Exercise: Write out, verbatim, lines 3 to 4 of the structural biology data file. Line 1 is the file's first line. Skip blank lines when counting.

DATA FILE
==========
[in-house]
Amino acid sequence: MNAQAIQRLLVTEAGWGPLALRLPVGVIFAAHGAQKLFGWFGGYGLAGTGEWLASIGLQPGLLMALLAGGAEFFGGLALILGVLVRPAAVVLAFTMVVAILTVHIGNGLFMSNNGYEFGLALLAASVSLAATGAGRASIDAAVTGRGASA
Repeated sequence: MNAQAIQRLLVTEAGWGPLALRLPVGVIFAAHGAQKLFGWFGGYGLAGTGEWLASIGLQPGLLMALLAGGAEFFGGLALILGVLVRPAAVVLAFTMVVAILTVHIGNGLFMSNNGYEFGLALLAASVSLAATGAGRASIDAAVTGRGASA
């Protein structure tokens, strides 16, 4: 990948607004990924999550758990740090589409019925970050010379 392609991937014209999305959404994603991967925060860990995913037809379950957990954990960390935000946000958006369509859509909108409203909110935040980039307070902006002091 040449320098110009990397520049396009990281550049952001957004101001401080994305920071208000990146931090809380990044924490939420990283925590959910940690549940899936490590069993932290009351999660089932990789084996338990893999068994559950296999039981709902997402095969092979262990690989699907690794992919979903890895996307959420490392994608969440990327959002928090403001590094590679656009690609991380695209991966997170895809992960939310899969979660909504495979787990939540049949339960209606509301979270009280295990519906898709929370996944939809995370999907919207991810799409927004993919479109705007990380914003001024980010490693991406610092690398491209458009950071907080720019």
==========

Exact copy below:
Repeated sequence: MNAQAIQRLLVTEAGWGPLALRLPVGVIFAAHGAQKLFGWFGGYGLAGTGEWLASIGLQPGLLMALLAGGAEFFGGLALILGVLVRPAAVVLAFTMVVAILTVHIGNGLFMSNNGYEFGLALLAASVSLAATGAGRASIDAAVTGRGASA
């Protein structure tokens, strides 16, 4: 990948607004990924999550758990740090589409019925970050010379 392609991937014209999305959404994603991967925060860990995913037809379950957990954990960390935000946000958006369509859509909108409203909110935040980039307070902006002091 040449320098110009990397520049396009990281550049952001957004101001401080994305920071208000990146931090809380990044924490939420990283925590959910940690549940899936490590069993932290009351999660089932990789084996338990893999068994559950296999039981709902997402095969092979262990690989699907690794992919979903890895996307959420490392994608969440990327959002928090403001590094590679656009690609991380695209991966997170895809992960939310899969979660909504495979787990939540049949339960209606509301979270009280295990519906898709929370996944939809995370999907919207991810799409927004993919479109705007990380914003001024980010490693991406610092690398491209458009950071907080720019």